7. 7. K. INCOME STATEMENT PRESENTATION Note that the income statement presents several measures of profit/income: (1) gross profit, (2) operating income, (3) income before taxes, and (4) net income. The next slide describes the classification of expenses.
  8. 8. K. INCOME STATEMENT PRESENTATION (cont) <ul><li>Expenses normally are classified as: operating and nonoperating . </li></ul><ul><li>Operating expenses – include: </li></ul><ul><ul><ul><li>Cost of goods sold </li></ul></ul></ul><ul><ul><ul><li>Selling expenses </li></ul></ul></ul><ul><ul><ul><li>General and administrative expenses </li></ul></ul></ul><ul><ul><ul><li>Research and development expenses </li></ul></ul></ul><ul><li>Nonoperating expenses – include: </li></ul><ul><ul><ul><li>Interest expense – this is a financing expense </li></ul></ul></ul><ul><ul><ul><li>Other (miscellaneous) expenses </li></ul></ul></ul><ul><ul><ul><ul><li>includes losses on sales of assets </li></ul></ul></ul></ul><ul><li>Income tax expense ( Provision for income taxes ) is also an operating expense. It is always shown separate from other operating expenses, after the calculation of Income before Taxes. </li></ul>
  9. 9. L. RETAINED EARNINGS STATEMENT <ul><li>The Retained Earnings Statement summarizes the changes in Retained earnings that occurred during the accounting period. </li></ul><ul><li>Net income increases Retained earnings. </li></ul><ul><li>Dividends decrease (are paid out) of Retained earnings. </li></ul><ul><ul><li>Many companies prepare a Statement of Changes in Stockholders’ Equity that summarizes the changes in all Stockholders’ equity accounts, including Retained earnings, during the accounting period. </li></ul></ul>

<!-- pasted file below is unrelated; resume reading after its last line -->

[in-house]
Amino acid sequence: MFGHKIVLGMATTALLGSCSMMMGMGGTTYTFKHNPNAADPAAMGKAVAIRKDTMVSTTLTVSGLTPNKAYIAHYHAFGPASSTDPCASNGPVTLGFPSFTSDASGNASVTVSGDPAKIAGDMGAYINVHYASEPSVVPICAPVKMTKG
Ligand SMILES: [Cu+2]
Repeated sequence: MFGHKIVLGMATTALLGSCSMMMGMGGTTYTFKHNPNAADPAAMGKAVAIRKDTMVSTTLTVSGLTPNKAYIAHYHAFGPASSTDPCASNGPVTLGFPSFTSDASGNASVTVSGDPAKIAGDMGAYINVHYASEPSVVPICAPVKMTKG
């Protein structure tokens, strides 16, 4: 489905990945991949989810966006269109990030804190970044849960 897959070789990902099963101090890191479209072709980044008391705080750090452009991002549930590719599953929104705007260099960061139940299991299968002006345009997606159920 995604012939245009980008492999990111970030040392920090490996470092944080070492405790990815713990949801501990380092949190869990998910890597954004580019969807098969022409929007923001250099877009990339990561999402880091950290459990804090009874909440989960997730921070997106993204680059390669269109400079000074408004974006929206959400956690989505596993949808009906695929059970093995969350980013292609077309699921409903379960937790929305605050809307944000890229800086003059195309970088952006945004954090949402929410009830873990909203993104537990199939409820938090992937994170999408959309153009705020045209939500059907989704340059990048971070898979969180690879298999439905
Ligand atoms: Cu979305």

10. 10. M. JOURNAL AND LEDGER <ul><li>Accountants record transactions in “books” – the primary books used are the Journa l and the Ledger . </li></ul><ul><li>Journal – transactions are first entered into a journal (the journal is the company’s diary) – an explanation of each transaction is provided. </li></ul><ul><li>Ledger – journal entries are then posted to the ledger (each account has a separate page in the ledger) – easier to determine balance in accounts. </li></ul><ul><li>The next slide shows ABC Company’s Journal for the month of January, Year 1. Each transaction 1 – 7 has been recorded in a debit/credit journal entry. Remember that debits increase assets and decrease liabilities and stockholders’ equity; credits decrease assets and increase liabilities and stockholders’ equity. </li></ul>